For more thoughts on “Lilting,” click here.

2. “A Coffee in Berlin”

This German indie movie swept the 2013 German Film Awards but debuted to sadly little fanfare here in the U.S. the next year. At its center is Niko (Tom Schilling), a twenty-something Berliner who has dropped out of law school and doesn’t know what to do with himself. As he goes through the city in search of a cup of coffee, it seems that no one else has any idea either. It’s a familiar tale of prolonged adolescence, told time and again in anything from “Peter Pan” to “Frances Ha,” but “A Coffee in Berlin” is one of the best of its genre. Schilling has a sensitive face made for the camera, vulnerable and open, and the movie puts together a string of slapstick moments and absurd situations that make Niko question if it’s really him that’s the problem or everyone else. It manages to be melancholy and silly at the same time, which, in the end, is what being young and confused is all about.

1. “Ida”

After watching “Ida,” you will never forget lead actress Agata Trzebuchowska’s eyes. Filmed in black and white, they appear like deep pools of memory containing the guilt and suffering of Poland’s painful twentieth century. Before taking her vows, Anna (Trzebuchowska), a novice at the Catholic nunnery where she grew up, is ordered to visit her aunt Wanda (Agata Kulesza), a chain-smoking, heavy drinking, sexually promiscuous Communist judge whose ardent belief in the cause has hardened into cynicism. Wanda reveals to Anna that her real name is Ida Lebenstein, and she is the daughter of Jews murdered by their Catholic neighbors in the Holocaust. Together they travel to her parents’ village—her own birthplace—to find out who killed them and what happened to their bodies. “Ida” is a technical masterpiece, an acting master class, an inquisition of the Second World War and the Communism that followed it, an inquiry into the power of faith, and the story of one young woman’s awakening. All of that in only 80 minutes.

Ethan’s Picks


10. “Whiplash”

Audacious, supremely confident, a cunning film with crowd-pleasing trappings that hide a pitch-black heart. Throw all “realistic” expectations of jazz music or modern teaching out the window – Damien Chazelle’s sharp sophomore feature is a psychological thriller masquerading as one of those “inspirational mentor” flicks. Miles Teller and J.K. Simmons, a young musician and his insanely abusive teacher, are both superb as two halves of a perverse, symbiotic whole: the hammer and the nail. Virtuoso editing builds the film, rhythmically, to its explosive, altogether masterful final scene.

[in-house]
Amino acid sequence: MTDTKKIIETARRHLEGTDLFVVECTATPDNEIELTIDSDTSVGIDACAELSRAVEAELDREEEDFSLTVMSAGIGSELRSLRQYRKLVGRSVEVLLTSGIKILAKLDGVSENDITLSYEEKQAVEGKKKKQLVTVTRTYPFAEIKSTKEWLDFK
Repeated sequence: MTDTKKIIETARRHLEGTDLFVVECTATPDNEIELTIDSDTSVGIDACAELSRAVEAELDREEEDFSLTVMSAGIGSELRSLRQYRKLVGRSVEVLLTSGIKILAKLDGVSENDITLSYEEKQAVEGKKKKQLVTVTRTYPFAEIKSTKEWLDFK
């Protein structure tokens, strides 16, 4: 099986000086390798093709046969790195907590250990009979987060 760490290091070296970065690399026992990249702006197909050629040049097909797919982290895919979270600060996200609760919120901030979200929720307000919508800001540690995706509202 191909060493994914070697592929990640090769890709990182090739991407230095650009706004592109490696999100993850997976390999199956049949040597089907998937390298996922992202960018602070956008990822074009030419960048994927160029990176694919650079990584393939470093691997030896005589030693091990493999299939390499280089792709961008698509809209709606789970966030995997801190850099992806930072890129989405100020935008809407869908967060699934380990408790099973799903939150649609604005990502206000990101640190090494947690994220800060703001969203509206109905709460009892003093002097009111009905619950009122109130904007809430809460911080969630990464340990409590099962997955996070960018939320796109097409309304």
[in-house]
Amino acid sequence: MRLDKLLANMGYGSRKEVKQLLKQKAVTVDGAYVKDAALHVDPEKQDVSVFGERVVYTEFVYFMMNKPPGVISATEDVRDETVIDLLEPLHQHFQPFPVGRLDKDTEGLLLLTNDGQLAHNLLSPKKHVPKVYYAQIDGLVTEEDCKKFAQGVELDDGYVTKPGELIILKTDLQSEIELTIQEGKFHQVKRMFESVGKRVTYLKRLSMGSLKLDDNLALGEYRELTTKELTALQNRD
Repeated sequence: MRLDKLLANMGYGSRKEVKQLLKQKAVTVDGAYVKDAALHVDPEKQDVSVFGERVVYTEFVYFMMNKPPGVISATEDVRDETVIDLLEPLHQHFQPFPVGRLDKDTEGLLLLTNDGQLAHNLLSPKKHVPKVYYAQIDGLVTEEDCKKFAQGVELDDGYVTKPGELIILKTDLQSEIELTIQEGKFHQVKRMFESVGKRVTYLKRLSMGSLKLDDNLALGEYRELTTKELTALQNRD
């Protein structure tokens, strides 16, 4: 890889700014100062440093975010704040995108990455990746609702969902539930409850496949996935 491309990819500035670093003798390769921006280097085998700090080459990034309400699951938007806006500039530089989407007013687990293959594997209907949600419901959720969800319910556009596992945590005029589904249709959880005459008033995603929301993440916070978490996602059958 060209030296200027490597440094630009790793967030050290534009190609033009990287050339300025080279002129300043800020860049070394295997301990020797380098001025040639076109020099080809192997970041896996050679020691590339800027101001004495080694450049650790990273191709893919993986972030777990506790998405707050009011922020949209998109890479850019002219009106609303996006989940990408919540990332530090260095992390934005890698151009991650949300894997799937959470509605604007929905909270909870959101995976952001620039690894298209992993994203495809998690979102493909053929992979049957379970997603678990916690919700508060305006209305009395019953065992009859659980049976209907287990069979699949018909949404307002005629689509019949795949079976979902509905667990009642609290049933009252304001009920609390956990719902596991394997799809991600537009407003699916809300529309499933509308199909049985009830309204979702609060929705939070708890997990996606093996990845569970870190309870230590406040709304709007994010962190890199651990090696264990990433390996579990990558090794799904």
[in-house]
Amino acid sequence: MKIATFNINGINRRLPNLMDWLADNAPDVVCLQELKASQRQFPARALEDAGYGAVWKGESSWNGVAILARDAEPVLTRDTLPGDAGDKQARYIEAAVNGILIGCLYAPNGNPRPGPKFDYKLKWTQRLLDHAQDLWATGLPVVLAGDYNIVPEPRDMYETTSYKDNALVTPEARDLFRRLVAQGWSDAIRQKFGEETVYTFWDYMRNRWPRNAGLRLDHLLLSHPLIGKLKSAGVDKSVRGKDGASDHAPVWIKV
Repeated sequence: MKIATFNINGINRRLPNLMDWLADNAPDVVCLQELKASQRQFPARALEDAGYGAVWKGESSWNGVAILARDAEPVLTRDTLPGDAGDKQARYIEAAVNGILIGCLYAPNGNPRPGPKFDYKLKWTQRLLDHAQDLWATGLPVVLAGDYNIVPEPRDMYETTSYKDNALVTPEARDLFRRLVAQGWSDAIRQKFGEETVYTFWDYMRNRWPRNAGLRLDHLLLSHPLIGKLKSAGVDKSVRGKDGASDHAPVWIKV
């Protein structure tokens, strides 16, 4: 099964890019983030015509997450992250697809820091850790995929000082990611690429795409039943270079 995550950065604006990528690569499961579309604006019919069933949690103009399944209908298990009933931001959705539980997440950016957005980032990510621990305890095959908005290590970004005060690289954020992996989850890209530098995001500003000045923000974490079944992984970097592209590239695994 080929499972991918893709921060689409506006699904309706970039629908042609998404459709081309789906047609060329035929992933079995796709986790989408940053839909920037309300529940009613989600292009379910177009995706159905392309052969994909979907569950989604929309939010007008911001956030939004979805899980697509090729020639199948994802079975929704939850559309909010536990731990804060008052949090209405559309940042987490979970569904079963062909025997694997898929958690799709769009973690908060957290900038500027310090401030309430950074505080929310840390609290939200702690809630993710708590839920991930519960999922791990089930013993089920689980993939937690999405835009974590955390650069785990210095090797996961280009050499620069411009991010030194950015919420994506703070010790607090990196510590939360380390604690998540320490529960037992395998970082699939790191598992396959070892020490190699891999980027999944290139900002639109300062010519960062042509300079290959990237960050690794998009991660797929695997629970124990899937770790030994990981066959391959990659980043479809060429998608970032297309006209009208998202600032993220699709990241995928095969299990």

9. “Boyhood”

The culmination of Richard Linklater’s twelve-year project is a paradox: an achievement of directorial ambition characterized by near-infuriating restraint. At times, the story of young Mason (Ellar Coltrane) drifts along with the aimlessness of Linklater’s “Slacker” or “Dazed and Confused;” at others it flails into the kind of pretentiously over-crafted dialogue and situations that form the worst moments of his otherwise wonderful “Before” trilogy. At times, it seems to be genuinely concerned with the stories of Mason’s mother and father (Ethan Hawke and Patricia Arquette, exceptional in fulfilling a challenge never quite asked of any other actors before); at others it dumps them into clichés. What to make of this puzzling, condensed mix of the mundane and the melodramatic? It’s certainly unlike anything we’ve ever seen before.

8. “The Tale of Princess Kaguya”

A gentle and heartbreaking fairy tale from Studio Ghibli’s OTHER master animator. Isao Takahata hasn’t gotten the stateside press of his colleague Miyazaki, perhaps because tonally he’s closer to Ozu than Disney – which is a film snobby way of saying he’s got a tendency to bum you the fuck out. “Kaguya” is no “Grave of the Fireflies,” but it’s a film bursting with equal parts joy and melancholy, as the supernatural protagonist grows away from the family and friends she loves and into the rigid mores of high society. Breaking somewhat from the traditional Ghibli style, Takahata’s watercolor-based drawings are dreamy and evocative; the Princess’ flight from her mansion is simply one of the most breathtaking sequences of animation in film history.

7. “Birdman, or (The Unexpected Virtue of Ignorance)”

It’s a dangerous place to go, that spot inhabited by art that tries to address the self-indulgence of art. Why do I appreciate “8 1/2” but despise “Stardust Memories?” I couldn’t even really tell you. But after repeat viewings, I can say that I still tremendously enjoy “Birdman,” the unexpected reveal from Alejandro Iñárritu that he does, in fact, have a considerable sense of humor – and more importantly, that he’s extremely willing to turn that humor on himself. Yes, that New York Times critic character is a misstep (or is she just another figment of the protagonist’s nightmares?), but let’s be fair to her – the play-within-the-movie put on by floundering actor Riggan Thomson (Michael Keaton) does look pretty god-awful. And that’s the point: not some great battle between high and low art, nor an insinuation that Riggan is an unfairly underestimated talent; just that self-expression, in all its forms, is always a struggle for fulfillment. I’ve seen films try to make that argument in ways far less engaging than an Ed Norton slap-fight.

6. “Timbuktu”